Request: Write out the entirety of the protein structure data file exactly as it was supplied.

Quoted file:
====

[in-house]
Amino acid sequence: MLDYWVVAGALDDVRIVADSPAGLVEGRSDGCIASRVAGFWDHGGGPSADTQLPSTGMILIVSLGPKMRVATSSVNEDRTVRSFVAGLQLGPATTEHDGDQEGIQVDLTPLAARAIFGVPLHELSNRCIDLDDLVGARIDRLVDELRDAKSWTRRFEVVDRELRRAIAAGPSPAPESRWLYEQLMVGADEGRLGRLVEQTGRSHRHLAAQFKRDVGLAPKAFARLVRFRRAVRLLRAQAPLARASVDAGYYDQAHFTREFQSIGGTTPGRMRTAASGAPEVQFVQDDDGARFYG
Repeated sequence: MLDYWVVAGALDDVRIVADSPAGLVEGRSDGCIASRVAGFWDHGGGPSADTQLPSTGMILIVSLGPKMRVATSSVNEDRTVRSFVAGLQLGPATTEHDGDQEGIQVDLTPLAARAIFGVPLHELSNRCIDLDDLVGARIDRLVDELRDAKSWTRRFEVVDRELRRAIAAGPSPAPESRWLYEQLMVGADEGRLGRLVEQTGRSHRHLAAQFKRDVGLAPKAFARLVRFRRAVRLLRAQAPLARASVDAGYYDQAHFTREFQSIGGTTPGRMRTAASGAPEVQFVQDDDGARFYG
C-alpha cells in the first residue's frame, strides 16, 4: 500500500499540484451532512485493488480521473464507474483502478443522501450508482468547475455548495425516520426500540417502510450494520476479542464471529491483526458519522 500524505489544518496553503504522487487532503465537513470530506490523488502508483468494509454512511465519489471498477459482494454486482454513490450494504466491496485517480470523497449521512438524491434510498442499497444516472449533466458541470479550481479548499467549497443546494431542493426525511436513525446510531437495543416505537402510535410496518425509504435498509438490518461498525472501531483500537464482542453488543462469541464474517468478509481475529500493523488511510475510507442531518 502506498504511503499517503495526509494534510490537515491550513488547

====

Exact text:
[in-house]
Amino acid sequence: MLDYWVVAGALDDVRIVADSPAGLVEGRSDGCIASRVAGFWDHGGGPSADTQLPSTGMILIVSLGPKMRVATSSVNEDRTVRSFVAGLQLGPATTEHDGDQEGIQVDLTPLAARAIFGVPLHELSNRCIDLDDLVGARIDRLVDELRDAKSWTRRFEVVDRELRRAIAAGPSPAPESRWLYEQLMVGADEGRLGRLVEQTGRSHRHLAAQFKRDVGLAPKAFARLVRFRRAVRLLRAQAPLARASVDAGYYDQAHFTREFQSIGGTTPGRMRTAASGAPEVQFVQDDDGARFYG
Repeated sequence: MLDYWVVAGALDDVRIVADSPAGLVEGRSDGCIASRVAGFWDHGGGPSADTQLPSTGMILIVSLGPKMRVATSSVNEDRTVRSFVAGLQLGPATTEHDGDQEGIQVDLTPLAARAIFGVPLHELSNRCIDLDDLVGARIDRLVDELRDAKSWTRRFEVVDRELRRAIAAGPSPAPESRWLYEQLMVGADEGRLGRLVEQTGRSHRHLAAQFKRDVGLAPKAFARLVRFRRAVRLLRAQAPLARASVDAGYYDQAHFTREFQSIGGTTPGRMRTAASGAPEVQFVQDDDGARFYG
C-alpha cells in the first residue's frame, strides 16, 4: 500500500499540484451532512485493488480521473464507474483502478443522501450508482468547475455548495425516520426500540417502510450494520476479542464471529491483526458519522 500524505489544518496553503504522487487532503465537513470530506490523488502508483468494509454512511465519489471498477459482494454486482454513490450494504466491496485517480470523497449521512438524491434510498442499497444516472449533466458541470479550481479548499467549497443546494431542493426525511436513525446510531437495543416505537402510535410496518425509504435498509438490518461498525472501531483500537464482542453488543462469541464474517468478509481475529500493523488511510475510507442531518 502506498504511503499517503495526509494534510490537515491550513488547